The data set consisted of 119,345 procedures performed in 99 centres. Overall, in-hospital mortality was 4.63%; complications occurred in 23.4% of the patients. In-hospital mortality in patients with complications was 13.82%. Multivariable logistic regression showed that the risk of in-hospital death was higher in low- and medium-volume centres (p<0.001). The rate of the occurrence of any post-operative complication in small, medium, and large programmes was lower compared with very large centres (p<0.001). Low- and medium-volume centres were associated with significantly higher mortality in patients with any complication (p<0.001).
Our analysis showed that the risk of in-hospital mortality was lower in higher-volume centres. Although the risk of complications is higher in high-volume centres, the mortality associated with complications that occurred in these centres was lower.
Interventional cardiology for paediatric and congenital cardiac disease is a relatively young and rapidly evolving field. As the profession begins to establish multi-institutional databases, a universal system of nomenclature is necessary for the field of interventional cardiology for paediatric and congenital cardiac disease. The purpose of this paper is to present the results of the efforts of The International Society for Nomenclature of Paediatric and Congenital Heart Disease to establish a system of nomenclature for cardiovascular catheterisation for congenital and paediatric cardiac disease, focusing both on procedural nomenclature and the nomenclature of complications associated with interventional cardiology. This system of nomenclature for cardiovascular catheterisation for congenital and paediatric cardiac disease is a component of The International Paediatric and Congenital Cardiac Code. This manuscript is the second part of the two-part series. Part 1 covered the procedural nomenclature associated with interventional cardiology as treatment for paediatric and congenital cardiac disease. Part 2 will cover the nomenclature of complications associated with interventional cardiology as treatment for paediatric and congenital cardiac disease.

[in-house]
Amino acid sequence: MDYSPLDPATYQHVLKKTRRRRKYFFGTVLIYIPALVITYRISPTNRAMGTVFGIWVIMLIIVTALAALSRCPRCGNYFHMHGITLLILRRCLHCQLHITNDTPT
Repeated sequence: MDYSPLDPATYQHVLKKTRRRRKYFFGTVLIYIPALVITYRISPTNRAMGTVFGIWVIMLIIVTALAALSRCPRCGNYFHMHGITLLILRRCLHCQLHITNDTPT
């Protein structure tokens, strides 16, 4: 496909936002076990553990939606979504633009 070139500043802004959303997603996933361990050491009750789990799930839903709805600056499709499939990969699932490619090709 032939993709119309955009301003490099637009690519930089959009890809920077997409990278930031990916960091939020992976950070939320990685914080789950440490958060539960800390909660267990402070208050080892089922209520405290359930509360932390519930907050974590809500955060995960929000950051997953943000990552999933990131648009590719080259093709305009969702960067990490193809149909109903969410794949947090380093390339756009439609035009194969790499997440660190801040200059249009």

Interventional cardiology for paediatric and congenital cardiac disease is a relatively young and rapidly evolving field. As the profession begins to establish multi-institutional databases, a universal system of nomenclature is necessary for the field of interventional cardiology for paediatric and congenital cardiac disease. The purpose of this paper is to present the results of the efforts of The International Society for Nomenclature of Paediatric and Congenital Heart Disease to establish a system of nomenclature for cardiovascular catheterisation for congenital and paediatric cardiac disease, focusing both on procedural nomenclature and on the nomenclature of complications associated with interventional cardiology. This system of nomenclature for cardiovascular catheterisation for congenital and paediatric cardiac disease is a component of The International Paediatric and Congenital Cardiac Code. This manuscript is the first part of a two-part series. Part 1 will cover the procedural nomenclature associated with interventional cardiology as treatment for paediatric and congenital cardiac disease. This procedural nomenclature of The International Paediatric and Congenital Cardiac Code will be used in the IMPACT Registry™ (IMproving Pediatric and Adult Congenital Treatment) of the National Cardiovascular Data Registry® of The American College of Cardiology. Part 2 will cover the nomenclature of complications associated with interventional cardiology as treatment for paediatric and congenital cardiac disease.
The Congenital Cardiac Anesthesia Society was formed in 2005 by representatives from many of the busiest congenital cardiac surgical programs in North America and is now in the process of partnering with The Society of Thoracic Surgeons to create a joint congenital cardiac surgery and congenital cardiac anaesthesia database. Even the busiest of congenital cardiac programs have a low frequency of anaesthesia-related cardiac complications and deaths. One of the only mechanisms for accurately determining the incidence and outcomes of low frequency events is to aggregate large amounts of data from multiple sources. To that end, the Congenital Cardiac Anesthesia Society has joined with the Society of Thoracic Surgeons Congenital Database Task Force to incorporate anaesthesia-specific data points into their surgical registry, which is now the largest single reporting site for children and adults undergoing surgical repair of congenital cardiac malformations in North America. The Joint Congenital Cardiac Anesthesia Society – Society of Thoracic Surgeons Database will therefore become an optional module of The Society of Thoracic Surgeons Congenital Heart Surgery Database. Initial data fields have been selected and are presented in this article.